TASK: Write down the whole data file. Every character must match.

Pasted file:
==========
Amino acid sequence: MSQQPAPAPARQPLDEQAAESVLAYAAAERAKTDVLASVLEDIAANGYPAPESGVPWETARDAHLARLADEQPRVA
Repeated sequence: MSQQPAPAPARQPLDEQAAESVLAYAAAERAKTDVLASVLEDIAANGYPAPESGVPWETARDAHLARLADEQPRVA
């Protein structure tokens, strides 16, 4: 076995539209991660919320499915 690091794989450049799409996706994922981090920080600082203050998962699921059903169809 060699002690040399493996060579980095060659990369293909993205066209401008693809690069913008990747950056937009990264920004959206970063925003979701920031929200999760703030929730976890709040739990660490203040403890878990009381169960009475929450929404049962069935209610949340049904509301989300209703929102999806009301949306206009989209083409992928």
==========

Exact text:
Amino acid sequence: MSQQPAPAPARQPLDEQAAESVLAYAAAERAKTDVLASVLEDIAANGYPAPESGVPWETARDAHLARLADEQPRVA
Repeated sequence: MSQQPAPAPARQPLDEQAAESVLAYAAAERAKTDVLASVLEDIAANGYPAPESGVPWETARDAHLARLADEQPRVA
């Protein structure tokens, strides 16, 4: 076995539209991660919320499915 690091794989450049799409996706994922981090920080600082203050998962699921059903169809 060699002690040399493996060579980095060659990369293909993205066209401008693809690069913008990747950056937009990264920004959206970063925003979701920031929200999760703030929730976890709040739990660490203040403890878990009381169960009475929450929404049962069935209610949340049904509301989300209703929102999806009301949306206009989209083409992928």